The only question remaining is why we have the term ½ in the kinetic energy equation. The reason is simple. We are basically multiplying a wavelength transform by a mass, in order to calculate an energy.  So we have to look at how the mass and the wavelength interact.  Mathis has shown that the wavelength is caused by stacking several spins (at least two spins), so what we have is a material particle spinning end-over-end. If we look at this spin over any extended time interval, we find that half the time the material particle is moving in the reverse direction of the linear motion. Circular motion cannot follow linear motion, of course, and if we average the circular motion over time, only half the circular motion will match the linear vector. This means that half the effective mass will be lost, hence the equation we have.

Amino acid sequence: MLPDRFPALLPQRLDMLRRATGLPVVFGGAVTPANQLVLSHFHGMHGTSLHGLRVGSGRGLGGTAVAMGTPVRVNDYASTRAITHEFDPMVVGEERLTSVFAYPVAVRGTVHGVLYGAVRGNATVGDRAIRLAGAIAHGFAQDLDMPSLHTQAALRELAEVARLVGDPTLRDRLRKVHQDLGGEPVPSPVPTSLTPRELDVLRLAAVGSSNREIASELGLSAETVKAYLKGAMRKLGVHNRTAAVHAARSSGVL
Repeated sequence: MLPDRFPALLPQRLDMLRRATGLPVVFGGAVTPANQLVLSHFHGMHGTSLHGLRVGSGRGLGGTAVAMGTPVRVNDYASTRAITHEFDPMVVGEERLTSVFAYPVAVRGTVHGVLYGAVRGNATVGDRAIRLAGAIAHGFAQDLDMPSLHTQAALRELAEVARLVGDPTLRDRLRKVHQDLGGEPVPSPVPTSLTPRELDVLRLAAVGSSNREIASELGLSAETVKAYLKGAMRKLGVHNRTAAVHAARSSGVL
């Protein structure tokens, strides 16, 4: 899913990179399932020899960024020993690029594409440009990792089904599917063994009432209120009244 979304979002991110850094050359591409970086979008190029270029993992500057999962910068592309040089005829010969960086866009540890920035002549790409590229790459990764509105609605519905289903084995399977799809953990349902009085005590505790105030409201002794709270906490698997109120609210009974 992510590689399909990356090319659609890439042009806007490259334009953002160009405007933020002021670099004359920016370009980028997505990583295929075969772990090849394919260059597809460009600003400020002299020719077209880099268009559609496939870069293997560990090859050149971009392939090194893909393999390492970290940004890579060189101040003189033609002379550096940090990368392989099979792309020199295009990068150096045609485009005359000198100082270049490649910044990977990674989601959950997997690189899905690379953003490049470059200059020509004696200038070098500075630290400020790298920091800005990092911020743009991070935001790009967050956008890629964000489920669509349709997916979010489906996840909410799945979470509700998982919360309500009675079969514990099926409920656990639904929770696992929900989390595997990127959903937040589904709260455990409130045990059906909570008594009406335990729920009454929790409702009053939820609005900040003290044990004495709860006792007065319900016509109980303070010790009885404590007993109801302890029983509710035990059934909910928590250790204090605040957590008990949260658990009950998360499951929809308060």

Reference:  The kinetic Energy equation, by Miles Mathis

Additional Resources:  Angular Velocity and Angular Momentum, by Miles Mathis (Both current equations are shown to be false)

Gravock


"Surely you are joking, Mr. Feynman."

Gravock, you have brought that famous quote to my mind. Are you really serious that you don't understand why, according to Newton physics and math, the kinetic energy energy equation has velocity SQUAREd?

Many people don't understand why the 1/2 is there. Do you understand why the 1/2 is there?

And do you really not understand why, within the internal logic of Relativity, Einstein left out the 1/2 in his famous Energy equation?

I am not trying to start a debate with you. I just want you to tell me that you are not joking and really do not understand it.


CANGAS 68

Offline tesla2